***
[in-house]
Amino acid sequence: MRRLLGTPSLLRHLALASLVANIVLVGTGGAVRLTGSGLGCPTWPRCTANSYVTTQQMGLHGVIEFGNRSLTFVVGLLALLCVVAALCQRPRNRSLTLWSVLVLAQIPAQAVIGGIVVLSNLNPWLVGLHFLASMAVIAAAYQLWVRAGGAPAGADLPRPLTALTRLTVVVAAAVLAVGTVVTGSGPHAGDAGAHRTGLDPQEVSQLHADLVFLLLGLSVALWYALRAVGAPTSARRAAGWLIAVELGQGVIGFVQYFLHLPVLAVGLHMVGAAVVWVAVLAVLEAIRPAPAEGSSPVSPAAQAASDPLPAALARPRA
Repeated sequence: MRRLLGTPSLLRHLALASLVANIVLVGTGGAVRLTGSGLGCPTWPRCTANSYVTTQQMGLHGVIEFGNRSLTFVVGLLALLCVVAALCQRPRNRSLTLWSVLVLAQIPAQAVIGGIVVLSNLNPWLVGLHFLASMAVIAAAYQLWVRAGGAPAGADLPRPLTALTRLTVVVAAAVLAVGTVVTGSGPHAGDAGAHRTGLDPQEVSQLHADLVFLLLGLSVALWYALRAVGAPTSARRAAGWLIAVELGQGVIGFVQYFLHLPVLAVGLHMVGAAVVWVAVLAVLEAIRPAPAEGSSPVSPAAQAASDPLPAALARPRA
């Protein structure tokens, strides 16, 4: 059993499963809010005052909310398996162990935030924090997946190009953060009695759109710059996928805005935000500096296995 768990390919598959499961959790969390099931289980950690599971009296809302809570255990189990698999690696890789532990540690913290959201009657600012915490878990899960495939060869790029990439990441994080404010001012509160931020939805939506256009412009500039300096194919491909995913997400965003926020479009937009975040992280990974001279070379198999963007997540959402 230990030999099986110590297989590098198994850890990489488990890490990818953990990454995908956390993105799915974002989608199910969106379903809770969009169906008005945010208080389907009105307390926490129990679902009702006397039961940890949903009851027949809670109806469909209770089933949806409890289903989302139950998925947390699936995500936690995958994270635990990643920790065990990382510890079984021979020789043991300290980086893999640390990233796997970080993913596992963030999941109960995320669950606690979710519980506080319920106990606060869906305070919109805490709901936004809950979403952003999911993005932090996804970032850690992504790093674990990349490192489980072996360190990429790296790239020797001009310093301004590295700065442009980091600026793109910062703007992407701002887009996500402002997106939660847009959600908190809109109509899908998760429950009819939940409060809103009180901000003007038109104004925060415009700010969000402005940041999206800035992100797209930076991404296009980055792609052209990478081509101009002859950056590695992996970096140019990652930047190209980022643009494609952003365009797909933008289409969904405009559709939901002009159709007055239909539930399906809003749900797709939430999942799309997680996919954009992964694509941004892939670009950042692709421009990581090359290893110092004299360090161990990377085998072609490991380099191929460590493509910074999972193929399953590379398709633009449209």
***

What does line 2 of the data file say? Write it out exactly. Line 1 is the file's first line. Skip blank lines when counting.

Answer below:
Amino acid sequence: MRRLLGTPSLLRHLALASLVANIVLVGTGGAVRLTGSGLGCPTWPRCTANSYVTTQQMGLHGVIEFGNRSLTFVVGLLALLCVVAALCQRPRNRSLTLWSVLVLAQIPAQAVIGGIVVLSNLNPWLVGLHFLASMAVIAAAYQLWVRAGGAPAGADLPRPLTALTRLTVVVAAAVLAVGTVVTGSGPHAGDAGAHRTGLDPQEVSQLHADLVFLLLGLSVALWYALRAVGAPTSARRAAGWLIAVELGQGVIGFVQYFLHLPVLAVGLHMVGAAVVWVAVLAVLEAIRPAPAEGSSPVSPAAQAASDPLPAALARPRA